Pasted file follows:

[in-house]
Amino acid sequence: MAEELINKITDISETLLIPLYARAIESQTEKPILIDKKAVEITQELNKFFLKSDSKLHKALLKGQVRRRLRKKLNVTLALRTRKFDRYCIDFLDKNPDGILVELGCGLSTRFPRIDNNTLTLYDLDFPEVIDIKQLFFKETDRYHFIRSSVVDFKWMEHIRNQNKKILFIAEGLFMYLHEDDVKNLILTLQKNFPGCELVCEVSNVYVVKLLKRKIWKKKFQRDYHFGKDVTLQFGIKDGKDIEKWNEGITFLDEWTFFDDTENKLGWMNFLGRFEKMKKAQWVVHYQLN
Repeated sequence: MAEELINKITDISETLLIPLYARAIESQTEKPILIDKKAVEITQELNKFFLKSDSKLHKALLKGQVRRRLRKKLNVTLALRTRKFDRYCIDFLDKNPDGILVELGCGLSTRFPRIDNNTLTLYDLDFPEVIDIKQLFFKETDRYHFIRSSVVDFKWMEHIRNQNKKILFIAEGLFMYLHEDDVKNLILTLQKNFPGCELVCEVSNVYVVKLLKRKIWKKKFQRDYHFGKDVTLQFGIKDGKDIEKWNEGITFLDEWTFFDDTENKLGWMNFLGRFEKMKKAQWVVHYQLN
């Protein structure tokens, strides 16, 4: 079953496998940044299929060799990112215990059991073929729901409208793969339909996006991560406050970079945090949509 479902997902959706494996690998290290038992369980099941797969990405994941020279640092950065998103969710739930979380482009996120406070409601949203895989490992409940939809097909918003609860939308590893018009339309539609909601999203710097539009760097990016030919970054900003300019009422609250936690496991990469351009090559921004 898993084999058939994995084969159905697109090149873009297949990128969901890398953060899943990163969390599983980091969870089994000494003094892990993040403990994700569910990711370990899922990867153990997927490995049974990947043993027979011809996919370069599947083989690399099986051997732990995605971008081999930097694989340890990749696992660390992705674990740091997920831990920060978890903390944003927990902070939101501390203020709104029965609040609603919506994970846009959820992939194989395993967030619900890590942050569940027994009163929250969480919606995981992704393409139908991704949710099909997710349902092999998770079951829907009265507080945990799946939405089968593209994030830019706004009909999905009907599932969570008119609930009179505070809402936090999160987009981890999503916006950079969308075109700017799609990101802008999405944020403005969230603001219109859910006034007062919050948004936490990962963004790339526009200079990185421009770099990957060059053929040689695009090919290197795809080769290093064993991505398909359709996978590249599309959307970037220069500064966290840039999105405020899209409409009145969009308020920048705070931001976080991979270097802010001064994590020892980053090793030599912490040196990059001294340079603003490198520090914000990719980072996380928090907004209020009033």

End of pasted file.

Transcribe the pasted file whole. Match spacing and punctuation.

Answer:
[in-house]
Amino acid sequence: MAEELINKITDISETLLIPLYARAIESQTEKPILIDKKAVEITQELNKFFLKSDSKLHKALLKGQVRRRLRKKLNVTLALRTRKFDRYCIDFLDKNPDGILVELGCGLSTRFPRIDNNTLTLYDLDFPEVIDIKQLFFKETDRYHFIRSSVVDFKWMEHIRNQNKKILFIAEGLFMYLHEDDVKNLILTLQKNFPGCELVCEVSNVYVVKLLKRKIWKKKFQRDYHFGKDVTLQFGIKDGKDIEKWNEGITFLDEWTFFDDTENKLGWMNFLGRFEKMKKAQWVVHYQLN
Repeated sequence: MAEELINKITDISETLLIPLYARAIESQTEKPILIDKKAVEITQELNKFFLKSDSKLHKALLKGQVRRRLRKKLNVTLALRTRKFDRYCIDFLDKNPDGILVELGCGLSTRFPRIDNNTLTLYDLDFPEVIDIKQLFFKETDRYHFIRSSVVDFKWMEHIRNQNKKILFIAEGLFMYLHEDDVKNLILTLQKNFPGCELVCEVSNVYVVKLLKRKIWKKKFQRDYHFGKDVTLQFGIKDGKDIEKWNEGITFLDEWTFFDDTENKLGWMNFLGRFEKMKKAQWVVHYQLN
């Protein structure tokens, strides 16, 4: 079953496998940044299929060799990112215990059991073929729901409208793969339909996006991560406050970079945090949509 479902997902959706494996690998290290038992369980099941797969990405994941020279640092950065998103969710739930979380482009996120406070409601949203895989490992409940939809097909918003609860939308590893018009339309539609909601999203710097539009760097990016030919970054900003300019009422609250936690496991990469351009090559921004 898993084999058939994995084969159905697109090149873009297949990128969901890398953060899943990163969390599983980091969870089994000494003094892990993040403990994700569910990711370990899922990867153990997927490995049974990947043993027979011809996919370069599947083989690399099986051997732990995605971008081999930097694989340890990749696992660390992705674990740091997920831990920060978890903390944003927990902070939101501390203020709104029965609040609603919506994970846009959820992939194989395993967030619900890590942050569940027994009163929250969480919606995981992704393409139908991704949710099909997710349902092999998770079951829907009265507080945990799946939405089968593209994030830019706004009909999905009907599932969570008119609930009179505070809402936090999160987009981890999503916006950079969308075109700017799609990101802008999405944020403005969230603001219109859910006034007062919050948004936490990962963004790339526009200079990185421009770099990957060059053929040689695009090919290197795809080769290093064993991505398909359709996978590249599309959307970037220069500064966290840039999105405020899209409409009145969009308020920048705070931001976080991979270097802010001064994590020892980053090793030599912490040196990059001294340079603003490198520090914000990719980072996380928090907004209020009033």